Long story short, I want to resolve this keyword cannibalization. Here are the options before me.

1) Should I create a new page that combines both these pages and 301 both of them there (I'm unsure if I should be using 301s so lightly)?

2) Merge the newer one into the older one and deindex or delete the newer one?

3) Edit the older article to de-optimize it for the kw I want to rank the newer one for and keep everything as is?

Thanks a lot.
 

Ryuzaki

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@CaptainHustle, based on the information you've given, I think I'd go for option #3.

I would de-optimize the original article for the keyword that you want the newer post to rank for. I'd also be careful about making sure the new article is not optimized for the terms in the first article.

If they're truly different intents and the keywords reflect that, then I wouldn't start doing 301's and merging. That's what I'd do if they were similar though. You can search the SERPs themselves to determine that.
 
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@CaptainHustle, based on the information you've given, I think I'd go for option #3.

I would de-optimize the original article for the keyword that you want the newer post to rank for. I'd also be careful about making sure the new article is not optimized for the terms in the first article.

If they're truly different intents and the keywords reflect that, then I wouldn't start doing 301's and merging. That's what I'd do if they were similar though. You can search the SERPs themselves to determine that.
The content is similar, but it pursues a different angle but provides the same solution because it applies to both. So I guess there is some logic in both articles ranking for it. In that case, would you suggest I merge or 301?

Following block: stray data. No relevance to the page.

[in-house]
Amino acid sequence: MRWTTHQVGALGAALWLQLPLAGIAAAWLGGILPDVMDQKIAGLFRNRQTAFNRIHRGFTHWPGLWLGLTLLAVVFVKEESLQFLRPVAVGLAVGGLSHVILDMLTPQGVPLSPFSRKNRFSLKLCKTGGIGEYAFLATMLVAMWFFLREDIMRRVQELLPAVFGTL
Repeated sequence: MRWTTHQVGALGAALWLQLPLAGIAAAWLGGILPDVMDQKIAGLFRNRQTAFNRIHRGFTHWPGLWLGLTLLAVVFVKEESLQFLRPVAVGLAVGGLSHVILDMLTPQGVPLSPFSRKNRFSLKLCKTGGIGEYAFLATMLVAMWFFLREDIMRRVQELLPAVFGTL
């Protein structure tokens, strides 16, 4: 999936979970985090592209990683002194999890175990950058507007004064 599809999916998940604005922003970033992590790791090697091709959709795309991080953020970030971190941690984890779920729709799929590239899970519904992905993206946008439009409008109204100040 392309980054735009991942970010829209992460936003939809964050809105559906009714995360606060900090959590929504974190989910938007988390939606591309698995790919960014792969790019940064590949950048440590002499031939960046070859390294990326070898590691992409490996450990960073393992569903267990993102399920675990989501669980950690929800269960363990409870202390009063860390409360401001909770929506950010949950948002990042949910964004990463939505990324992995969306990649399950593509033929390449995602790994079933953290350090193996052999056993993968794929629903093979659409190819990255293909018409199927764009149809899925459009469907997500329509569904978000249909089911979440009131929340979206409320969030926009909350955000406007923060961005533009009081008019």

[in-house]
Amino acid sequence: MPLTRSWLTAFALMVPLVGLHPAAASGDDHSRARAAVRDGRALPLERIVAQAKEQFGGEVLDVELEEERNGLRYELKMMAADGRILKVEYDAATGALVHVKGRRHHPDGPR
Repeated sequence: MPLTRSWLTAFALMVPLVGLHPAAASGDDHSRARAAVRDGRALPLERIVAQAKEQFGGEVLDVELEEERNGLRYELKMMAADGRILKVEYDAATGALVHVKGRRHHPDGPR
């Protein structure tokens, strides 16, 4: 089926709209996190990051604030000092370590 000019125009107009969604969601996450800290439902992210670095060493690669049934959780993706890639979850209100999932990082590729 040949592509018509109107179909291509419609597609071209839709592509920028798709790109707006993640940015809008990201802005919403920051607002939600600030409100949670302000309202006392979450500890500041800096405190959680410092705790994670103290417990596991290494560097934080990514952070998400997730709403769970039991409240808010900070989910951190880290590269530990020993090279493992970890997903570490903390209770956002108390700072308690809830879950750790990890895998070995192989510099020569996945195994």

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I am fond of short brandable domains

So, in terms branding perspective, would a prefer a slightly odd sounding four letter .net or .org vs a 5 letter com

I m using the first 2 letters as an abbreviation of my target keyword. It is also a popular keyword anyway, bit the abbreviation and the keyword.

So I have something jkvg dot net jkbn.org vs jkhub.com

I don't know why i love short domains. even looking at some dot to etc with 3 letters haha

I am planning to flip the site in a couple years
 
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Nice to know there's a place for newbie to ask questions, or for others to help those newbies. While I know there ARE stupid questions, no one should be afraid to ask. It's how you learn.
 
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WHat is the deal with Asian SPAM sites? Is it that it is easier to rank on Asian SERPs with spam, or they operate at a different scale. Every expired domain with some authority links that are available are spammed by Asians. Tow of my old sites that I sold was left to expire by the new owners after they can't survive a few google updates (one ran the site for 3 years and made their money and much more, another also made thier money and site was still ranking I guess they forgot to renew the domain) and it is sad to see that both the sites totally unrelated Asian site now..
 

Mahjong

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Any good call forwarding service? Other than Avoxi...
 
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So I reached out to a company to enter into an affiliate partnership. They do not have an affiliate program but they are interested. What is the best way to set this up?

Should I direct them to some affiliate platform? Or is there a simpler way of tracking the traffic I drive and the sales made through that traffic?

To summarise, the objective is to achieve three things and three things only.

1.Tracking clicks.
2. Setting up a cookie.
3. Tracking sales.
 
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So I reached out to a company to enter into an affiliate partnership. They do not have an affiliate program but they are interested. What is the best way to set this up?

Should I direct them to some affiliate platform? Or is there a simpler way of tracking the traffic I drive and the sales made through that traffic?